Bratislava, January 1, 1993

Slovak Prime Minister Vladimír Mečiar during the celebrations of the establishment of the independent Slovak Republic on SNP Square in Bratislava. Photo: ČTK/Jana Košnárová

Bratislava, January 1, 1993

Slovaks celebrate the establishment of an independent state on SNP Square after midnight on New Year's Eve. Photo: ČTK/Jana Košnárová

Prague, January 1, 1993

The upper part of Wenceslas Square with the National Museum building during the first hours of the independent Czech Republic. Photo: ČTK/Stanislav Peška

Nové hranice / New borders

The border between today's Czech and Slovak Republics was established long before the collapse of Czechoslovakia. Nevertheless, the establishment of two independent countries brought disputes because in the times of the common state the "line on the map" was not considered and people bought houses or cottages "on the neighbors’ side ". For example, the settlement of Sidonie was located on both sides of the border formed by the Vlárka river, while people from the Moravian settlement of U Sabotů went to school or to the doctor in Slovakia.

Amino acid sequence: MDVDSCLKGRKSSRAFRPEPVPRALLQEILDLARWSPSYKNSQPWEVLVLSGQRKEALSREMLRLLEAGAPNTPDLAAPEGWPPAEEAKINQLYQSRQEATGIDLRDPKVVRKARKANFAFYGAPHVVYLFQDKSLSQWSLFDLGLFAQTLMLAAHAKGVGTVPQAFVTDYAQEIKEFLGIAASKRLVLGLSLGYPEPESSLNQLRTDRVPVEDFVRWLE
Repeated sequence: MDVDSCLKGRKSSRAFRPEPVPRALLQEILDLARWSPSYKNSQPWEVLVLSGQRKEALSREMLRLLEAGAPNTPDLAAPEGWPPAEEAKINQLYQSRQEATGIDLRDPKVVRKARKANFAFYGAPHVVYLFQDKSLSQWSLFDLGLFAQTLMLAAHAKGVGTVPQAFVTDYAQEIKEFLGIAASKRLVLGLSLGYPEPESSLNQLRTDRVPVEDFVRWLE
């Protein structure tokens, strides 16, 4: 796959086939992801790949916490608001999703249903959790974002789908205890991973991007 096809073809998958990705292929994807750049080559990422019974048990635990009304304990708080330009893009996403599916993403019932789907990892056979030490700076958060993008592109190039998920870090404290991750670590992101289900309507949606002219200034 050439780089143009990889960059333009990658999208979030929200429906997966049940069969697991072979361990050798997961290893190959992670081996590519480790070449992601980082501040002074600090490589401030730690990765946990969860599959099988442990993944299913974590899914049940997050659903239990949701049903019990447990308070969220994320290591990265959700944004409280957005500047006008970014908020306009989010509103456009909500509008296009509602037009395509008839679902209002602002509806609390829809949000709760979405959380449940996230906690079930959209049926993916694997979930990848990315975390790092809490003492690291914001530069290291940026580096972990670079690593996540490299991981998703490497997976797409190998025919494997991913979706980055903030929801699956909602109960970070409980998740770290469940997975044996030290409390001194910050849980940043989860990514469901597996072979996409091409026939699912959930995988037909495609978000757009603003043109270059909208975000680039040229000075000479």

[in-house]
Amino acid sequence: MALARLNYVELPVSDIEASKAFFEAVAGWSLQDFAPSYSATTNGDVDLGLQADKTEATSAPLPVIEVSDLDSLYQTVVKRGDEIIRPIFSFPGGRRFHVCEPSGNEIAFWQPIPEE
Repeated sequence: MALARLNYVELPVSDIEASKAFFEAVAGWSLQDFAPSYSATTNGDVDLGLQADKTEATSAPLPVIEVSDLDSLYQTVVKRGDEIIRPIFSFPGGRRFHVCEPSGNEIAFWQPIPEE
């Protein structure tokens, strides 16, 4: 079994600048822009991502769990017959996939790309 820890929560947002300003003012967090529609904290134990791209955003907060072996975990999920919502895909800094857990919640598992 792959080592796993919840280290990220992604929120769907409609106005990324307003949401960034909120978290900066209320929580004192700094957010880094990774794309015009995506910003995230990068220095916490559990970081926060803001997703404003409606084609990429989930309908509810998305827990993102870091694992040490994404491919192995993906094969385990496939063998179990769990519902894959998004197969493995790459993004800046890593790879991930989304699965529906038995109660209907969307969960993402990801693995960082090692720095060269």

In this case, both countries agreed to exchange territories, unlike the recreational area of Kasárna in Javorník, which remained in Slovakia. But there were many more border changes, the main part of which was agreed by the summer of 1997. Among other things, the border in the lower part of the Morava River has been straightened, so that it now runs through the centre of the regulated channel, rather than where the flow originally meandered through the landscape.